St Thomas's Fund For the Homeless
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ST THOMAS'S FUND FOR THE HOMELESS
Arms : Per pale Gules and Argent a Cross throughout counterchanged upon a chief also Gules a Lion passant between two lozenges Gold.
Crest upon a Helm a wreath Or and Gules in front of a semi-elliptical sphere palewise Or a cuboid house in perspective lime-washed all over proper in the upper storey two windows to each manifest facade open Or beneath each pair of windows to the dexter a lime-washed door open Or and to the sinister a closed door lime-washed proper mantled Gules doubled Or.
Motto: Honor Deo
The arms were officially granted in 1996.
The charity takes its name from a little known patron of the homeless, St Thomas of Canterbury. He was generous in almsgiving and each day after compline would escort thirteen poor persons into his palace at Canterbury where a table was set and food prepared. He would discard his robes of office and meekly wash the feet of the poor people there assembled, then he would bid them eat while he waited upon them, serving them both meat and drink, after which he would present each with a shining new penny.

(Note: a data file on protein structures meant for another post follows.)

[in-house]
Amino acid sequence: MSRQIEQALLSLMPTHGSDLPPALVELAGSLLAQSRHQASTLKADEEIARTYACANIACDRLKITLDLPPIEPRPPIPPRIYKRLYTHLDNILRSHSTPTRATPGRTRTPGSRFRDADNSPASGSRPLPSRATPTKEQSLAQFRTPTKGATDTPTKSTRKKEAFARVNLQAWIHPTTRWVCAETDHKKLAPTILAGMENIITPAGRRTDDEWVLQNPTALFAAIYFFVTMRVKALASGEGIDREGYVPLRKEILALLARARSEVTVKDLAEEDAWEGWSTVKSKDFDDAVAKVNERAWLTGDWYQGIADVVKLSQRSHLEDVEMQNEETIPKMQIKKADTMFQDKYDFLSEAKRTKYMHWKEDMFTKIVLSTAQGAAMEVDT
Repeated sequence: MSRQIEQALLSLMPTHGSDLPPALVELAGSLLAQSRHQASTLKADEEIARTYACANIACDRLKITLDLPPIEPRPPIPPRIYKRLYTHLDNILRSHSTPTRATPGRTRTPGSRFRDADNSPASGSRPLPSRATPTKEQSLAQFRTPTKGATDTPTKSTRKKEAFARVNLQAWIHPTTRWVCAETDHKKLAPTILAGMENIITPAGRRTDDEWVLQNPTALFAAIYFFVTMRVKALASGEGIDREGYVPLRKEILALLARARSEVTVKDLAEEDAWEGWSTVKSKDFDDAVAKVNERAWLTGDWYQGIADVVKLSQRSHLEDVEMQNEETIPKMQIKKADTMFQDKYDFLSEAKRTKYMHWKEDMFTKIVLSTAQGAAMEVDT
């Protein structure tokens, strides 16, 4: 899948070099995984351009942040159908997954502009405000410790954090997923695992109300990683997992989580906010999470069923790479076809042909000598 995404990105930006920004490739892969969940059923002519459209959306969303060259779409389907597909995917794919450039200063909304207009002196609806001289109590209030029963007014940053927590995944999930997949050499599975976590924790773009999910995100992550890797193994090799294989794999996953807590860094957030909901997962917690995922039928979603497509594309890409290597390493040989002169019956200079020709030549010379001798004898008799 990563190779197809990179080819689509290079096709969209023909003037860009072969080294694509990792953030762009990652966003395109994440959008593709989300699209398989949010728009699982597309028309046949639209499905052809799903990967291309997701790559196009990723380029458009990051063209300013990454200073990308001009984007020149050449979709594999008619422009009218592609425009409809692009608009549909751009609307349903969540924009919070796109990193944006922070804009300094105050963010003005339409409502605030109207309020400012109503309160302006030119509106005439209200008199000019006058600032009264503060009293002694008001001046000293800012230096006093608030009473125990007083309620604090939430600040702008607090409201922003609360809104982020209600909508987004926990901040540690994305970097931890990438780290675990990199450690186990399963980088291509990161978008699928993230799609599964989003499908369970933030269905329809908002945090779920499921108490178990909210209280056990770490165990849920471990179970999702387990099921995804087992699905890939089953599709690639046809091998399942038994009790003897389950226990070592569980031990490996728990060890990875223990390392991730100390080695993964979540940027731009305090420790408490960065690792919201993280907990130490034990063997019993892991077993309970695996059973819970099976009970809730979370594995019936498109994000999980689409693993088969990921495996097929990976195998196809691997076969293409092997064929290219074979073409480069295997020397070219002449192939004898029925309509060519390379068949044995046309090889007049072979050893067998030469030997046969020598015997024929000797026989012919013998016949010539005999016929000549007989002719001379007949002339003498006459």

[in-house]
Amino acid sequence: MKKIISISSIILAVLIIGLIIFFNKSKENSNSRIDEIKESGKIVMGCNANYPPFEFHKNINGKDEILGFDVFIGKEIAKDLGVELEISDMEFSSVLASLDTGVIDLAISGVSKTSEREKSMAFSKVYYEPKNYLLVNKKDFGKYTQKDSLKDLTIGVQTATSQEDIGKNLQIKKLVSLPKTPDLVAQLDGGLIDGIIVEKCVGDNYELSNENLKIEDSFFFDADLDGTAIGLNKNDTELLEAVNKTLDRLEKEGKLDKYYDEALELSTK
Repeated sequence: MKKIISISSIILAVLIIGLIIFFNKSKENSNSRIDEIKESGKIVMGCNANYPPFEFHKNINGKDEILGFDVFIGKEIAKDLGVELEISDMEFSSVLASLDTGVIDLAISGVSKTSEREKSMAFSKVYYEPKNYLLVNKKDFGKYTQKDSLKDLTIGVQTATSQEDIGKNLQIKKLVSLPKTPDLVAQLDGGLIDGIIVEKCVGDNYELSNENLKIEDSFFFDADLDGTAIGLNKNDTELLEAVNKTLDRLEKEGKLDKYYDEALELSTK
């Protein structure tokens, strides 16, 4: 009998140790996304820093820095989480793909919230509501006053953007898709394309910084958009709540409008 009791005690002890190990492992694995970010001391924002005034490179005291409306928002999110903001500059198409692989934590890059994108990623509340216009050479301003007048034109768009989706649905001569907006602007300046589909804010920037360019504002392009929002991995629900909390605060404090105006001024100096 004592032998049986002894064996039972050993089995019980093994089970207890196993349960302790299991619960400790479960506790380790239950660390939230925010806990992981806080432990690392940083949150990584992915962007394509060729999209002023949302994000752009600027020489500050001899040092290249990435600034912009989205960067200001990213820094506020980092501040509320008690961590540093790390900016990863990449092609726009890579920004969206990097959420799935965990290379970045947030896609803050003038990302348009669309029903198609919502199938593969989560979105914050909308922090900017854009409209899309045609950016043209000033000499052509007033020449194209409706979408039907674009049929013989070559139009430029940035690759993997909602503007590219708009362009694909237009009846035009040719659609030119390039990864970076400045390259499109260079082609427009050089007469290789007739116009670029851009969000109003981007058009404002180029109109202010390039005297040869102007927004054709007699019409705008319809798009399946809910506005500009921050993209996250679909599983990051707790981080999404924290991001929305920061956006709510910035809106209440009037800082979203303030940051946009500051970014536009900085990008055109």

The Crest is a medieval house with an open door and is taken from that used by the knights hospitaller of St Thomas of Acre as granted by Pope Gregory IX. These hospitallers ran a hospital on Cheapside on the site of the now Mercer's Hall (also the site of St Thomas's birth when his father was a city merchant), they took in the poor and indigent from the city until the hospital was surrendered to the crown with all other religious houses in the dissolution. The seal of the order shows a Latin cross party per pale argent and gules, this has been used for the shield of the St Thomas Fund with the field counterchanged.
The chief displays elements from the arms of the founder whose collateral ancestor Robert de Turnham, founded the Hospital of St Nicholas, Doncaster (Hospitallers of St Thomas) and whose direct ancestor Stephen de Turnham married the daughter of Ranulph de Broc who put up the four knights to murder Becket.
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© since 1995, Heraldry of the World, Ralf Hartemink
Literature : Heraldry Gazette 63(1997)7.